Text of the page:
With this claim, the story of the Gospel has reached its climax but not yet its conclusion. To put it into sacramental terms, the Last Supper has not yet become the Lord’s Supper. That happens on the evening of Easter day. In the third reading Jesus joins two of his downcast followers on the road to a town called Emmaus. So sorrowful are they at the death of the one they believed would redeem Israel that they cannot recognize him. Nevertheless there is something that draws them to Jesus.

Evening falls as the travelers arrive at their destination. They invite the stranger to be their guest. He accepts. No sooner have the hosts bidden their guest to partake than there is a reversal of roles: suddenly Jesus is the host and they are the guests! He takes bread, blesses it, breaks it, and gives it to his incredulous friends. In this signature gesture of Jesus’ ministry they recognize him. In offering them bread he offers them himself. No simpler one sentence description of the mystery of Communion can be found: in offering his disciples bread Jesus offers them himself.

Now, what do we mean when we claim this gift of Jesus’ presence? To be present to someone is to be within reach; the distance between us has dissolved. In the moment of encounter time stands still. Such intimate moments are rare even with the people we know best, who we see and touch. If that is the case, how could we possibly know we are in the presence of One who is not seen?

The signs of bread and wine are Jesus’ promise that when we break bread together he will be in our midst. The Lord’s Supper is the paradigm of God’s presence: we recognize him in other times and places by means of our Eucharistic encounter. Jesus uses shocking language to convince us of this truth. As he takes, blesses, breaks and gives the Passover loaf to his friends, he describes what he is doing with the accompanying words, “This is my body” and likewise with the wine. My understanding of these mysterious words is that “body” and “blood” mean the very person of Christ – not simply a memory, not a disembodied spirit, but the actual – if invisible – person. The evidence for his hidden nearness is shared bread and wine: when we pass the elements to one another we become the medium of Christ’s presence. The bread and wine are Jesus’ trustworthy promise that when we receive them we receive him. In a time when almost everything in our lives is uncertain, what a wonderful promise it is that we can count on meeting Christ when we gather around his Table.

Remember the woman in the church in Moscow? She wedged her way between people to taste the promise Jesus had made. In a mystery too great for words, bread made out of grain had become for her – as it can for us – the bread of life. AMEN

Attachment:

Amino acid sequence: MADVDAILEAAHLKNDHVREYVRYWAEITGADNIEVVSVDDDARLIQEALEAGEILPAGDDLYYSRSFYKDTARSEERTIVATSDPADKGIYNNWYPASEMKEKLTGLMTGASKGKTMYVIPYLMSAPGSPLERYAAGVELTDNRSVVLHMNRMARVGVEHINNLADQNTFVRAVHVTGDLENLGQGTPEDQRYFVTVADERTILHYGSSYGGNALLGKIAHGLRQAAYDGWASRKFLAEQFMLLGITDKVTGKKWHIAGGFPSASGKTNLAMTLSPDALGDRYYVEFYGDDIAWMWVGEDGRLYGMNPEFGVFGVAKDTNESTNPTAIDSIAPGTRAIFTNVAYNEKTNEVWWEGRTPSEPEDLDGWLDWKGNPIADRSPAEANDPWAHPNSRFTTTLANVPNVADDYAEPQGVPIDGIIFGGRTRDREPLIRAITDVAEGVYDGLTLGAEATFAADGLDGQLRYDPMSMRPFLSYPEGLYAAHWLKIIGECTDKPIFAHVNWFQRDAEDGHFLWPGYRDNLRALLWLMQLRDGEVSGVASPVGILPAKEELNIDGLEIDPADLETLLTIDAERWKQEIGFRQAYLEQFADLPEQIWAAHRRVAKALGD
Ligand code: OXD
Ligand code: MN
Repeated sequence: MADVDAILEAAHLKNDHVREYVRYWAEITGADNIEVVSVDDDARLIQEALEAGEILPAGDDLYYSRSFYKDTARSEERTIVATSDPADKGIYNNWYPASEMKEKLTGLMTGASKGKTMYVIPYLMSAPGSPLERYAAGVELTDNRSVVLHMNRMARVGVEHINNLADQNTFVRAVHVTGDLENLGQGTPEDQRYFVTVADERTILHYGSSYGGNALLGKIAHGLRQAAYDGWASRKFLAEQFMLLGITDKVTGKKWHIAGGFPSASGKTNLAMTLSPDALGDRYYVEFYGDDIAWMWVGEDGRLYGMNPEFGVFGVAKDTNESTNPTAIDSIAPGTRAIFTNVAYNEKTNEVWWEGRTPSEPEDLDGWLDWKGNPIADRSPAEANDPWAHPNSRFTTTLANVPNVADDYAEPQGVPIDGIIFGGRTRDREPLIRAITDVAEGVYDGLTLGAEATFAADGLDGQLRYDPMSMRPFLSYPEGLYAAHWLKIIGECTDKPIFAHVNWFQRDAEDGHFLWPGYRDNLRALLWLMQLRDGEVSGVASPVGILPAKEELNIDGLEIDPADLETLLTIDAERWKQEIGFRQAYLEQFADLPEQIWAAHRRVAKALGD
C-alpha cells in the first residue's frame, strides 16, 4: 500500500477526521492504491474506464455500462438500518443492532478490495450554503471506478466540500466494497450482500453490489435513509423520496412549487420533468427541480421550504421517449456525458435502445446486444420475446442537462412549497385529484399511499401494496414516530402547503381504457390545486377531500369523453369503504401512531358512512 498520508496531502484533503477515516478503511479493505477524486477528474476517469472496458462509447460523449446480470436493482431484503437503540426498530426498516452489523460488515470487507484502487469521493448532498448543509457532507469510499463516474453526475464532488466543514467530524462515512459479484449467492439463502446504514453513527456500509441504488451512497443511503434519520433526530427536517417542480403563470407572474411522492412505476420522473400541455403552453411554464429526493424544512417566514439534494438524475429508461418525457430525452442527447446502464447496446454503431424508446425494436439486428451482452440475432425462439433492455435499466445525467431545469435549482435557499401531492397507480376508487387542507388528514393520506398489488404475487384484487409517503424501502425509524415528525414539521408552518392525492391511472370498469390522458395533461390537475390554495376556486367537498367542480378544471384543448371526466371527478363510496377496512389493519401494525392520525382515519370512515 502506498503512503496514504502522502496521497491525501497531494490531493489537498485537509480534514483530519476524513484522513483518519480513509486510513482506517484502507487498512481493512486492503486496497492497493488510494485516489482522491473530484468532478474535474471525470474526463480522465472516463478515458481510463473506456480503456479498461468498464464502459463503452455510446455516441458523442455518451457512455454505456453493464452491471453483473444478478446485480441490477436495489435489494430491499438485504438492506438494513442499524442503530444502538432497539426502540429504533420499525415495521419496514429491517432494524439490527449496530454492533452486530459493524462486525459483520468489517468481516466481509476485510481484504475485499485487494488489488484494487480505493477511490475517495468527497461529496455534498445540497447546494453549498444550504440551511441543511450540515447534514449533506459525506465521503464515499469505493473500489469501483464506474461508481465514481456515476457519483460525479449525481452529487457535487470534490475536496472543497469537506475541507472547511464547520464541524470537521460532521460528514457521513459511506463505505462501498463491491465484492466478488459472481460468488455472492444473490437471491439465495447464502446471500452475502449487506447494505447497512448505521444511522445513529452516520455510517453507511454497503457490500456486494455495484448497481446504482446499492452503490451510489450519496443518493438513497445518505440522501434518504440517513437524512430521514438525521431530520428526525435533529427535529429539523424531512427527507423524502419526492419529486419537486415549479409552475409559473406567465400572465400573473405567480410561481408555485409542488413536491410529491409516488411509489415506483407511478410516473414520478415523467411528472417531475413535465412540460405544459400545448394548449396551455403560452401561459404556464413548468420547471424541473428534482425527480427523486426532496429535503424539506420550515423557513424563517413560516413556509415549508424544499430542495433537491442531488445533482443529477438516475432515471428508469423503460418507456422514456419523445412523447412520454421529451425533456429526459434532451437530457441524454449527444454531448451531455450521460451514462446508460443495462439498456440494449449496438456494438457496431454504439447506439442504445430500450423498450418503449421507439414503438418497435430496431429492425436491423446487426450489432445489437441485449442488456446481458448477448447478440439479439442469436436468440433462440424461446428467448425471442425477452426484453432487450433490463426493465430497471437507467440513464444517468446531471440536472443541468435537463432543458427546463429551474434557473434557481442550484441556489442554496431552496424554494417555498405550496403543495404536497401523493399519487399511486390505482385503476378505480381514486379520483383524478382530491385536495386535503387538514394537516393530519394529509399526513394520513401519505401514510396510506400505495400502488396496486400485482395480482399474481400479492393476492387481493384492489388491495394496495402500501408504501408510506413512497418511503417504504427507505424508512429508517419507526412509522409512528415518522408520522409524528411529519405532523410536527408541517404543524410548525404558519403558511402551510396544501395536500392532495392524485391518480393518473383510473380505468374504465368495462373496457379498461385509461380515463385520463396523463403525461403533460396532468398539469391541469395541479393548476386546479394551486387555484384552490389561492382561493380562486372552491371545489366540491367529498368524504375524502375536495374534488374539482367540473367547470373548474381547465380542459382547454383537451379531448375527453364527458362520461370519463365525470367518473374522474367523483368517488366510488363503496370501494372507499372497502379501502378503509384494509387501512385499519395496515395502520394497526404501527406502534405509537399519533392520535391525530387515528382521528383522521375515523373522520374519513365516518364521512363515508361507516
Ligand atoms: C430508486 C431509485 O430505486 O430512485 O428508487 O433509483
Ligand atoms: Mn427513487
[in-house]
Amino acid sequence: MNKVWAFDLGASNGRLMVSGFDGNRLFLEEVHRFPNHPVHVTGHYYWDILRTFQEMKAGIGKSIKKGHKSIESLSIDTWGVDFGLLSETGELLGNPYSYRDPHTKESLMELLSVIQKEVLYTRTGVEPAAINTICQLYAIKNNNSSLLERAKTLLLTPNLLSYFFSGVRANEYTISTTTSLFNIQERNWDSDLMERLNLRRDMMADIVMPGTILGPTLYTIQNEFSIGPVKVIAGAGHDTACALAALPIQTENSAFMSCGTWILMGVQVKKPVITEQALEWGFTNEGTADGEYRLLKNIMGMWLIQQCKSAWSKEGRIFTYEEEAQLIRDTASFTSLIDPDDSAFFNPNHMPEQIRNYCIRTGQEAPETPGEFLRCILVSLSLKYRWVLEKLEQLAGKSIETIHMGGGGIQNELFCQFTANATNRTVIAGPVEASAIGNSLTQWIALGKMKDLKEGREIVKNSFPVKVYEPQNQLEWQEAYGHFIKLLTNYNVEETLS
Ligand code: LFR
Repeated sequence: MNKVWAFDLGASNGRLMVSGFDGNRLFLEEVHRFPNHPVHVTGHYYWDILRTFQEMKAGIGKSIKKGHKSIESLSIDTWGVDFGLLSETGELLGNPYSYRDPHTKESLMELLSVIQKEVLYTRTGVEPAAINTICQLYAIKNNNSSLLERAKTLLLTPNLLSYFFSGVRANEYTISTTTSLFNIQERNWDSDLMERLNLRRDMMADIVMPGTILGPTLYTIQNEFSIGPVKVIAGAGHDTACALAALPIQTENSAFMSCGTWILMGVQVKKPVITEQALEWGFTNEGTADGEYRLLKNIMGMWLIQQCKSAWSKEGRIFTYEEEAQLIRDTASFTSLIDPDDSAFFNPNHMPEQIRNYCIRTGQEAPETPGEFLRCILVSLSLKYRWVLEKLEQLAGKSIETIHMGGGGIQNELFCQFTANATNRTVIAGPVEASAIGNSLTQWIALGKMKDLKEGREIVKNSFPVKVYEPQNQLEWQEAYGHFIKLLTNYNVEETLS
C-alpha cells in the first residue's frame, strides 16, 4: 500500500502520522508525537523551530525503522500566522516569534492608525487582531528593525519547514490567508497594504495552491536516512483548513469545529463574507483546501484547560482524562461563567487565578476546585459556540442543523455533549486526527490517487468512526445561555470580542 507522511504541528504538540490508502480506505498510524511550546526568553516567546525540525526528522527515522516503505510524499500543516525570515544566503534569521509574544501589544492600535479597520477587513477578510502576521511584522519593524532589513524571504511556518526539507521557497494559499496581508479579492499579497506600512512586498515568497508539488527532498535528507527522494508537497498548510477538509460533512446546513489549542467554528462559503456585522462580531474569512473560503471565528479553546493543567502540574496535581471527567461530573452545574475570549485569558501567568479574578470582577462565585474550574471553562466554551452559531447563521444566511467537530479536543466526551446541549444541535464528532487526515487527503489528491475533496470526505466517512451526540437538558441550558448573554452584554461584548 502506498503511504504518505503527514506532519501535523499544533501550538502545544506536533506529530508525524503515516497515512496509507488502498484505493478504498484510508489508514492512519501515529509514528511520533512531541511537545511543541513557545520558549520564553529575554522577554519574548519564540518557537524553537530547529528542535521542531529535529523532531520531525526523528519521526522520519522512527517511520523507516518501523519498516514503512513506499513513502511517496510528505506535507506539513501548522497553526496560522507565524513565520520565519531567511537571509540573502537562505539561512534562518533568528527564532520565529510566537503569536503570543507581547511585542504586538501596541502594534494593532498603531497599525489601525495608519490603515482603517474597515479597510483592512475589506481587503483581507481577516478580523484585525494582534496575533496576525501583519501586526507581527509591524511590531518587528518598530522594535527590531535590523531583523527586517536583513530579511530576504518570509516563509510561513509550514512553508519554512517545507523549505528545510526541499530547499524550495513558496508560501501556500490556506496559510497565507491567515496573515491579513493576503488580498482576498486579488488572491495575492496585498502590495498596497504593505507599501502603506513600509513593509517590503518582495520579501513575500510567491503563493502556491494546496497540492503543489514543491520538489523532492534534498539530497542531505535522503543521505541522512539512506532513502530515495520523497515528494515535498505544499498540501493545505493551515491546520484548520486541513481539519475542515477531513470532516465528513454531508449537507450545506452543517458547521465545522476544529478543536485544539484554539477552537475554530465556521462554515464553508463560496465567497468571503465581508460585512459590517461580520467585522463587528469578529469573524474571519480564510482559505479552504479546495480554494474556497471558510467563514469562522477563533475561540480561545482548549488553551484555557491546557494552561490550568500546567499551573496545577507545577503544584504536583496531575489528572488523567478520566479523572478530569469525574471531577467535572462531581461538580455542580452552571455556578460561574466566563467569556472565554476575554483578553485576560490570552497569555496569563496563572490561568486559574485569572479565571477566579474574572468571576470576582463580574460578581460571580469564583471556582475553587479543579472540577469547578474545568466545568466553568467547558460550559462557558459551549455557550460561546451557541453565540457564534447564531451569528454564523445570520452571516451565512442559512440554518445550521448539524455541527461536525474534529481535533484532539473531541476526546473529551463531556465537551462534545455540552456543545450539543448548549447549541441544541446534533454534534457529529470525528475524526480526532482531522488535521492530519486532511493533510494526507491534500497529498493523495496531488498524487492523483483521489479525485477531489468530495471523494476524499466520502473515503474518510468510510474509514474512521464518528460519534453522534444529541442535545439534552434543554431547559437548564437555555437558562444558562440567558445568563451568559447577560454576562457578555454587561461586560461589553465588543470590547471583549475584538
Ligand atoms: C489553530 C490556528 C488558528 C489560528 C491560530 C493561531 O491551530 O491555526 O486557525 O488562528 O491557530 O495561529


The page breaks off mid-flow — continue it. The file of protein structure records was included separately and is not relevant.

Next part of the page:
May 21, 2017

The Heart of the Gospel

Interim Pastor John D. Rempel

Matt 12:22-32; Rom 8:14-17

O God, beyond my words let your Word be heard.

It’s a privilege for me to be invited back to my old home to partner with you in making the transition from Sylvia’s ministry to that of the incoming pastor. The congregation where I am now a member, Grace Mennonite in St. Catharines Ontario, commissioned me for this ministry two Sundays ago. They asked me to convey their best wishes to you for this time between ministers.

During the past week I have experienced the intensity, diversity, and transience of this unique city again in its full force. My biggest test so far was cycling through the side streets of the Lower East Side and across the Manhattan Bridge. This is the creative and chaotic city in which you been called to be church, to be a community of reconciliation and justice.

The nagging question the church can’t escape as it follows its calling into the world is, “Where is God in all of this?” In Christian societies of the past, churches, schools, and culture all took the belief that God rules the world for granted. We are living in a time when the foundations of what we believe and how we live are shaking. Old certainties have become uncertain, both in church and society.

Many of the Bible’s authors ask the same question that nags us, “Where is God in all this?” The fullest answer of the NT is, “Where Jesus is, there God is”. Just saying that doesn’t end the search for God but at least it tells us where to start looking. Our texts from Matthew and Romans talk about the outer and inner encounter with God. Matthew claims that God comes to us in Jesus’ teaching and healing. Where someone loves her neighbor, there God reigns; where someone is freed from a tormenting spirit, there God reigns. Paul, in Romans, complements the outer evidence of God’s nearness with inner evidence. Paul promises that deep inside us we can hear the Spirit’s inward whispers of assurance that we have not been abandoned but that we belong to God.

I want to bring us hope and confidence from today’s texts. But I can do that with integrity only if I also take into account the many events of life that tempt us to become cynics. As we read about endless wars and millions of refugees is it harder and harder to stake our lives on the promise that there is a God who stays the hand of evil and prospers the hand of good.

Let’s take one awful example, 9/11, the dreadful morning the Twin Towers were attacked. Disbelief, confusion, and terror were everywhere. Some of you remember that awful day as vividly as I do. By evening people north of 14th St. were allowed to move freely again. I began receiving calls asking that our congregation have a prayer service that night for the devastated city. As I tried to plan one, I found that I was speechless. Finally I found words for our wordlessness in Psalm 77.

I cry aloud to God.

My soul refuses to be comforted.

Will the Lord spurn forever and never again be favorable?